Technology
3:21 pm
Wed April 23, 2014

New Browser Plug-in Would Literally Annihilate This Headline

Originally published on Wed April 23, 2014 4:24 pm

Mike Lazer-Walker created a free browser plug-in called Literally, which replaces the word "literally" with "figuratively" in all online text. As the website explains, that's literally all it does.

Sports
3:50 pm
Tue April 22, 2014

A Knuckleball No More: World Cup Soccer Ball Gets A Redesign

Originally published on Tue April 22, 2014 5:38 pm

John Eric Goff, the chair of the physics department at Lynchburg College, explains the science of the 2014 World Cup soccer ball. The Adidas Brazuca is expected to perform better than the version used in South Africa in 2010.

Copyright 2014 NPR. To see more, visit http://www.npr.org/.

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Music Reviews
3:35 pm
Tue April 22, 2014

Album Review: 'Abracaco'

Originally published on Wed April 23, 2014 9:19 am

Caetano Veloso has been making music for over 40 years, and he's among the best known singers in his native Brazil. Banning Eyre says that Veloso's new album, Abracaco, is one of the most engaging in his epic career.

Copyright 2014 NPR. To see more, visit http://www.npr.org/.

Transcript

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All Tech Considered
3:16 pm
Tue April 22, 2014

Online Sales Taxes Shift Consumer Behavior, Study Shows

Monica Chavez packs up a box at an Amazon.com fulfillment center Dec. 2, in Phoenix.
Ross D. Franklin AP

Originally published on Tue April 22, 2014 5:38 pm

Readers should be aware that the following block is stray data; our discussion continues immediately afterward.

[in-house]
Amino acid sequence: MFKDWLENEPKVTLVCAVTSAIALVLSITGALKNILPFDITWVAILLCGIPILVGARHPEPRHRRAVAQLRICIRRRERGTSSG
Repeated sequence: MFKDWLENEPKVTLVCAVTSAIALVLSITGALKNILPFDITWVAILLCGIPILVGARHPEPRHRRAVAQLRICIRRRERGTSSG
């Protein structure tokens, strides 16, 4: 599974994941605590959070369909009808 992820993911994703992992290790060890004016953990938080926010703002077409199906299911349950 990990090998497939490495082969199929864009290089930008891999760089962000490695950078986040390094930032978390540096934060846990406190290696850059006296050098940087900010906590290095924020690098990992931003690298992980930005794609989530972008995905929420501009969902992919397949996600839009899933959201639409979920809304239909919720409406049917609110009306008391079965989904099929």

Technically, consumers are supposed to pay taxes on things they buy online. In fact, few do.

Congress is considering a bill called the Marketplace Fairness Act that would force many online sellers to collect sales taxes for the first time.

In the meantime, some states have already enacted so-called Amazon taxes, forcing the giant online retailer to collect sales taxes the same way traditional brick-and-mortar stores do.

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Education
3:16 pm
Tue April 22, 2014

Who's Getting Preschool Right? Researchers Point To Tulsa

You can learn more about preschool in Tulsa here." href="/post/whos-getting-preschool-right-researchers-point-tulsa" class="noexit lightbox">
Preschool student Stormy Frazier watches a science experiment unfold in Nikki Jones' classroom in Tulsa, Okla. You can learn more about preschool in Tulsa here.
John W. Poole NPR

Originally published on Tue April 22, 2014 5:38 pm

Many educators say quality early childhood education programs give young children a strong foundation for kindergarten and beyond.

But what does a high-quality preschool program look like? Early childhood education researchers point to Tulsa, Okla., as a school system that gets it right. NPR's education team went to Tulsa to find out what help sets the city's preschool program apart. You can read more about what they found — and visit a Tulsa preschool classroom, here.